University of Aberdeen academics have played a key role in the creation of a new four volume work described as the most comprehensive and authoritative history of Ireland yet attempted.
Edited by Professor Thomas Bartlett, emeritus Professor of History at the University, the landmark survey was launched at Dublin Castle by Irish President Michael D. Higgins.
The University’s Dr Colin Barr and Professor Michael Brown were among 100 leading historians from around the world who contributed to The Cambridge History of Ireland which presents the Irish story – or stories – from 600 to the present. Its four comprehensive volumes bring together the latest scholarship, setting Irish history within broader Atlantic, European, imperial and global contexts.
The work benefits from a strong political narrative framework, and is distinctive in including essays that address the full range of social, economic, religious, linguistic, military, cultural, artistic and gender history, and in challenging traditional chronological boundaries in a manner that offers new perspectives and insights.
Each volume examines Ireland’s development within a distinct period, and offers a complete and rounded picture of Irish life, while remaining sensitive to the Irish experience.
The first volume of The Cambridge History of Ireland presents the latest thinking on key aspects of the medieval Irish experience, focusing on the extent to which developments were unique to Ireland.
Volume II looks at the transformative and tumultuous years between 1550 and 1730, offering fresh perspectives on the political, military, religious, social, cultural, intellectual, economic and environmental history of early modern Ireland.
Volume III addresses the 18th and 19th centuries as an era of continuity as well as change moving beyond the familiar political narrative to engage with the economy, society, population, emigration, religion, language, state formation, culture, art and architecture, and the Irish abroad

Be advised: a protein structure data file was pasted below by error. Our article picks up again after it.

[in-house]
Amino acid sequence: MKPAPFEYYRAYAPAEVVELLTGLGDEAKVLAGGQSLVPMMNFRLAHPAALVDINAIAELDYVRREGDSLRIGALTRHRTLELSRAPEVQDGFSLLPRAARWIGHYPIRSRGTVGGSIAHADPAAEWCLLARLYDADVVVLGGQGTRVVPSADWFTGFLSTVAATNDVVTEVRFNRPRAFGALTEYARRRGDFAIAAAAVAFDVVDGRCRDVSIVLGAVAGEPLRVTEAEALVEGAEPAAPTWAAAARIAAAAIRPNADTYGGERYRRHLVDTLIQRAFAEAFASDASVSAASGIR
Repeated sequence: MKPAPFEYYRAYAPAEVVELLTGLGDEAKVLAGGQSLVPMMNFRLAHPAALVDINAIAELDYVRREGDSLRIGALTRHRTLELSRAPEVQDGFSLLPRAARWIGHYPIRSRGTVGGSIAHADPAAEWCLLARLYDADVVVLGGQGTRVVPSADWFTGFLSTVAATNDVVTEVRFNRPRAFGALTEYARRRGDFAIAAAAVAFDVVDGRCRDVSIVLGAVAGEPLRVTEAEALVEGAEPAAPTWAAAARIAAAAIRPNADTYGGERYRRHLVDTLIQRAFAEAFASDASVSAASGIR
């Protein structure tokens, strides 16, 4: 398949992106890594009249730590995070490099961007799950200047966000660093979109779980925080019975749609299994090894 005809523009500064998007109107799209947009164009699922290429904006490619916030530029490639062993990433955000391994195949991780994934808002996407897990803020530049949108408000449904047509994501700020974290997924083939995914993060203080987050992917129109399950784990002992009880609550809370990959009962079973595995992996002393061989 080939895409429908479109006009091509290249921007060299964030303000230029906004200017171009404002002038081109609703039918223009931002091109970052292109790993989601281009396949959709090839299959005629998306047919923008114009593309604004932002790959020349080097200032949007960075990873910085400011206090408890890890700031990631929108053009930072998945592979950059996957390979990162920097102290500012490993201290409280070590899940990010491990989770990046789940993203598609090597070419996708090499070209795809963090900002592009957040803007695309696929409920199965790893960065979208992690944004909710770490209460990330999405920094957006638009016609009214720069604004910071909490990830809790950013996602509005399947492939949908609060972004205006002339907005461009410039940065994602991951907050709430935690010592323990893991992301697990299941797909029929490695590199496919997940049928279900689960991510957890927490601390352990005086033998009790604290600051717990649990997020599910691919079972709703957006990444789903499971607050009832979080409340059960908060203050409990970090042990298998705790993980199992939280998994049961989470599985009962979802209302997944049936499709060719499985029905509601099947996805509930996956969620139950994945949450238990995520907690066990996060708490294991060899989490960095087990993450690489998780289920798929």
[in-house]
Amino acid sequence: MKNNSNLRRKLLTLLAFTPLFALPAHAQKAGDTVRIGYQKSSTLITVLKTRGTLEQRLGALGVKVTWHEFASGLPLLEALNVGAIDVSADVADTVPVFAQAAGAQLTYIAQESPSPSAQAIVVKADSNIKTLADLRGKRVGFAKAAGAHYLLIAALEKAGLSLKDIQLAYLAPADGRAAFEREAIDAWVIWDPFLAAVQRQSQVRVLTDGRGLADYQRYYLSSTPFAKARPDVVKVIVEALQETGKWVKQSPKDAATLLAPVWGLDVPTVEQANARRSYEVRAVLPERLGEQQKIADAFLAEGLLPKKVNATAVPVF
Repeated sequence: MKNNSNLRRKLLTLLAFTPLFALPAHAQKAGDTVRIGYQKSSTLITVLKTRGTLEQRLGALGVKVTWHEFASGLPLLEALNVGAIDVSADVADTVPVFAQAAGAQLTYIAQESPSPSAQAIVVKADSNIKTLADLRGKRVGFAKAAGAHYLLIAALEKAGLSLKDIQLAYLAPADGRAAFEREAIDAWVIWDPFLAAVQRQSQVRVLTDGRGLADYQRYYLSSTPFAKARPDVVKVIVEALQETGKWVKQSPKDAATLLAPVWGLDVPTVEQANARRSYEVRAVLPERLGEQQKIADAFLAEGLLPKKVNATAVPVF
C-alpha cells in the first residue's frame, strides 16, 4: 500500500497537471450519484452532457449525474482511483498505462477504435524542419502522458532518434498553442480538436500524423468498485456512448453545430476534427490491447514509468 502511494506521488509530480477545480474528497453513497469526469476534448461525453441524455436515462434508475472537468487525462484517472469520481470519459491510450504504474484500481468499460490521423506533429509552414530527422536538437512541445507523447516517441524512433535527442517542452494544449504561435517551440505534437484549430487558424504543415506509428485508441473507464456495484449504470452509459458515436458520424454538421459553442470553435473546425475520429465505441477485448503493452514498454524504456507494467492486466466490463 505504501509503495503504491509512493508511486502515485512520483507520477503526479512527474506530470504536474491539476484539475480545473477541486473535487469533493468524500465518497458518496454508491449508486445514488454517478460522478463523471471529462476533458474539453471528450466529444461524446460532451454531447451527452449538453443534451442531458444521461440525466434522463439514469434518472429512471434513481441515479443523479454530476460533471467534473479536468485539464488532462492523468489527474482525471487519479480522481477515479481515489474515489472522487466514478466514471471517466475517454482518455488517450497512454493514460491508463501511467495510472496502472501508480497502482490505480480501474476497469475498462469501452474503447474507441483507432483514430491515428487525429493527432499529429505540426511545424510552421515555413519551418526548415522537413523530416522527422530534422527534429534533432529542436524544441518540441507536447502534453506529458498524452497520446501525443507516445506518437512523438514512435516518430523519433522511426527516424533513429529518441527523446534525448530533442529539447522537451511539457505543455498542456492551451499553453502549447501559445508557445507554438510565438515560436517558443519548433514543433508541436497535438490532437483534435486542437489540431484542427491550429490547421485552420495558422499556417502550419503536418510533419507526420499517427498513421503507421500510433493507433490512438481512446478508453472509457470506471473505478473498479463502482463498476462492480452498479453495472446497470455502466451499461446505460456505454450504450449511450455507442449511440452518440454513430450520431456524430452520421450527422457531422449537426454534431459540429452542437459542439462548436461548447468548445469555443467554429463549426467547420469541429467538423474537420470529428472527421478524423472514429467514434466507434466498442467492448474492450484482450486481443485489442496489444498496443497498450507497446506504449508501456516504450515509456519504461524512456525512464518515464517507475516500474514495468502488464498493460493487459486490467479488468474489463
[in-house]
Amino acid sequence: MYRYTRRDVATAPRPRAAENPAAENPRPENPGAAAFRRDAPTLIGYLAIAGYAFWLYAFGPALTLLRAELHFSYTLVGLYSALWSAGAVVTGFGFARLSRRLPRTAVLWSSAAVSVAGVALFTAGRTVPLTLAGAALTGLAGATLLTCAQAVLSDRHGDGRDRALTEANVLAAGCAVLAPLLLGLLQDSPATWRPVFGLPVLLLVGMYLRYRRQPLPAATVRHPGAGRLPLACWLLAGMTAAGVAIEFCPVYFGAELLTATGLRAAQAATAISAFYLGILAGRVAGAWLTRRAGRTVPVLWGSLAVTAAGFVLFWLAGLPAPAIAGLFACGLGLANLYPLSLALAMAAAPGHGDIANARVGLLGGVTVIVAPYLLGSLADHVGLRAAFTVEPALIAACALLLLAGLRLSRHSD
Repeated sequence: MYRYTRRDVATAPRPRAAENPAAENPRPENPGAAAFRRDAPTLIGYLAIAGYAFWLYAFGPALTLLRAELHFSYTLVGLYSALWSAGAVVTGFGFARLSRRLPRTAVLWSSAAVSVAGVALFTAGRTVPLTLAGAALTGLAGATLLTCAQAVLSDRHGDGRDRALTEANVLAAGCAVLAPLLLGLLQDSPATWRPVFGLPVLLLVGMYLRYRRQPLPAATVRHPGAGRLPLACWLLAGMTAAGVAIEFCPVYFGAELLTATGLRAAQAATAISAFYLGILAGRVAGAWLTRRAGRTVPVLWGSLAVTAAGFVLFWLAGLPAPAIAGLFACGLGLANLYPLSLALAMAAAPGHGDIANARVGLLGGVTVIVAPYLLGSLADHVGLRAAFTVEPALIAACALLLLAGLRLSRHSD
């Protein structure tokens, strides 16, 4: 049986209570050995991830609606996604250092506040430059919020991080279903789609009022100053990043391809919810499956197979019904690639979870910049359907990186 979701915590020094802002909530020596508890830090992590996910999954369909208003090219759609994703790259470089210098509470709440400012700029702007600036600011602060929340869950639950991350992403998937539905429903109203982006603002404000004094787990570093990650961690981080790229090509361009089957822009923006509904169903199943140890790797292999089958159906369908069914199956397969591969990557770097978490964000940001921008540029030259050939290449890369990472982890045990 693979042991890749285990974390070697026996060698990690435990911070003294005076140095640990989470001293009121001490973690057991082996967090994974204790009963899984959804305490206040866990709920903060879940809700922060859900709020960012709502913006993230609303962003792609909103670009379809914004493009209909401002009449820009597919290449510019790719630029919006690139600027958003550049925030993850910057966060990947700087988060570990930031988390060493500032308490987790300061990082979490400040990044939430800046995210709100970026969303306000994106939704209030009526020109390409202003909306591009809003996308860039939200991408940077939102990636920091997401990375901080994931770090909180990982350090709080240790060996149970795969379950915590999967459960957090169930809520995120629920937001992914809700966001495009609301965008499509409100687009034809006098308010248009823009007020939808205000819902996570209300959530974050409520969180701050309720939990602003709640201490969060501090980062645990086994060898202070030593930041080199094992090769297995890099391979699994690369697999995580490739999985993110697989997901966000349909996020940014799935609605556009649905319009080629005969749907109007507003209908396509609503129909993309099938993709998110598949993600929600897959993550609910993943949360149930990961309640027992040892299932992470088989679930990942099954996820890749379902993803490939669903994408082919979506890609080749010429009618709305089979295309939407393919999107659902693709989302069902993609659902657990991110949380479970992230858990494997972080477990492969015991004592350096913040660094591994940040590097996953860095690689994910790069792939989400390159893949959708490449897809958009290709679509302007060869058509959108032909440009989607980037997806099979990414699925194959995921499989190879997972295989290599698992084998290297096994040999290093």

The final volume covers the period from the 1880s to the present with an insightful interpretation on the emergence and development of Ireland during these often turbulent including special features on images of the "Troubles" and on Irish art and sculpture in the 20th century.
At the celebration in Dublin Castle President Michael D. Higgins commented on the impressive scholarship contained in the four volumes.
He said: “These four volumes stand as an intellectual riposte to those who doubt the vital importance of the study of history in our universities and in our society. I was kindly provided with galley proofs of the Cambridge History of Ireland six weeks ago, and I can attest to the rigour of the scholarship contained within its pages.
“May I then commend the editors, the 103 contributors from 38 different countries, and the Cambridge University Press not only for the quality of the essays contained within the volumes but also for the alacrity with which you set yourselves to this task.”
The President continued: “Our history is the inheritance of all our people, its interpretation a matter for all of us, and a republic worthy of the name would seek to organise the material of history to make it as accessible as possible to all the people.”
Dr Barr, who contributed to a chapter concerning “The re-energising of Catholicism, 1830-1880” said it was an honour to be involved in such a comprehensive project.
“This was an ambitious project which has brought together academics from around the world and I am pleased to have been able to play my part in such a landmark piece of work.
“The editors, including the University’s emeritus Professor of History, Tom Bartlett, have done a tremendous job in creating the most comprehensive and authoritative history of Ireland yet attempted
“I hope this will make an important contribution to the ongoing history of Ireland and act as a springboard to future investigation.”